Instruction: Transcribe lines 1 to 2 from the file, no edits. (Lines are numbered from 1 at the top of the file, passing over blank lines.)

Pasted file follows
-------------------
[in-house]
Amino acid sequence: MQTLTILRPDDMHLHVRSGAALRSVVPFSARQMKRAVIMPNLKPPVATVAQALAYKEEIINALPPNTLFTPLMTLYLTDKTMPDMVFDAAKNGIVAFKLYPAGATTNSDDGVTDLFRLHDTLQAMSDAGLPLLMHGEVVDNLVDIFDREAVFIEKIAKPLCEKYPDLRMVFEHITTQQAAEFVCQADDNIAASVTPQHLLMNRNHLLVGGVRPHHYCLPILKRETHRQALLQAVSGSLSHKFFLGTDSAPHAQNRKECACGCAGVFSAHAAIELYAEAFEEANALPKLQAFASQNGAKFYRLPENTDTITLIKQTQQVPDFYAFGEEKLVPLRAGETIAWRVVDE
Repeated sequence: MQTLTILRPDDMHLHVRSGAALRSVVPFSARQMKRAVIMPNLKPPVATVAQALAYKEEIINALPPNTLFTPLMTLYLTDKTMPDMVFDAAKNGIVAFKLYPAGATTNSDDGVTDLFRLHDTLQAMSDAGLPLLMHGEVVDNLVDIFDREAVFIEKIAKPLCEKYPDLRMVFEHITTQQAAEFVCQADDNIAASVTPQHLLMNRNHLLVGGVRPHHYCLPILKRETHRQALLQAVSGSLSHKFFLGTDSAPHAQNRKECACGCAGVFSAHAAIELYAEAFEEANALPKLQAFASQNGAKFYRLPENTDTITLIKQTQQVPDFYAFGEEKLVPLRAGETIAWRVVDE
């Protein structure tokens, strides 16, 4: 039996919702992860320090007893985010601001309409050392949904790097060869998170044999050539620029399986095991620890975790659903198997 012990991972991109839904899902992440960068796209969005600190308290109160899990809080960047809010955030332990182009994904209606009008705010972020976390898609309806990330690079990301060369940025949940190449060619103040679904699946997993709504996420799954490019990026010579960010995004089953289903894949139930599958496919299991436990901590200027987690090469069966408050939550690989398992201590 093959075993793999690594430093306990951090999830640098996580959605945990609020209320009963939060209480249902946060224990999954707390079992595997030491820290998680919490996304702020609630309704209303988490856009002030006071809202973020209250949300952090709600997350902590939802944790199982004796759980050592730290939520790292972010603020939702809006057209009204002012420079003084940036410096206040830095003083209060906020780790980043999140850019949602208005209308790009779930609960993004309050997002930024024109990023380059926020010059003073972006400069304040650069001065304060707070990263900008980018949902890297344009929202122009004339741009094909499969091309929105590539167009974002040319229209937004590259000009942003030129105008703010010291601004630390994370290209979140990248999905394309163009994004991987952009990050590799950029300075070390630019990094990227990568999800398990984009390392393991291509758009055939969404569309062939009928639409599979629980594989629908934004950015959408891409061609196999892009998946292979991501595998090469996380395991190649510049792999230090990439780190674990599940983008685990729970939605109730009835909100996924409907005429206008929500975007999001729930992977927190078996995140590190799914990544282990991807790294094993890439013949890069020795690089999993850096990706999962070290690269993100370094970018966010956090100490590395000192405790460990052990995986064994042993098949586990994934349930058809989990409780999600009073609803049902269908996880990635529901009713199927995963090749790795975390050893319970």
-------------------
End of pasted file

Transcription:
[in-house]
Amino acid sequence: MQTLTILRPDDMHLHVRSGAALRSVVPFSARQMKRAVIMPNLKPPVATVAQALAYKEEIINALPPNTLFTPLMTLYLTDKTMPDMVFDAAKNGIVAFKLYPAGATTNSDDGVTDLFRLHDTLQAMSDAGLPLLMHGEVVDNLVDIFDREAVFIEKIAKPLCEKYPDLRMVFEHITTQQAAEFVCQADDNIAASVTPQHLLMNRNHLLVGGVRPHHYCLPILKRETHRQALLQAVSGSLSHKFFLGTDSAPHAQNRKECACGCAGVFSAHAAIELYAEAFEEANALPKLQAFASQNGAKFYRLPENTDTITLIKQTQQVPDFYAFGEEKLVPLRAGETIAWRVVDE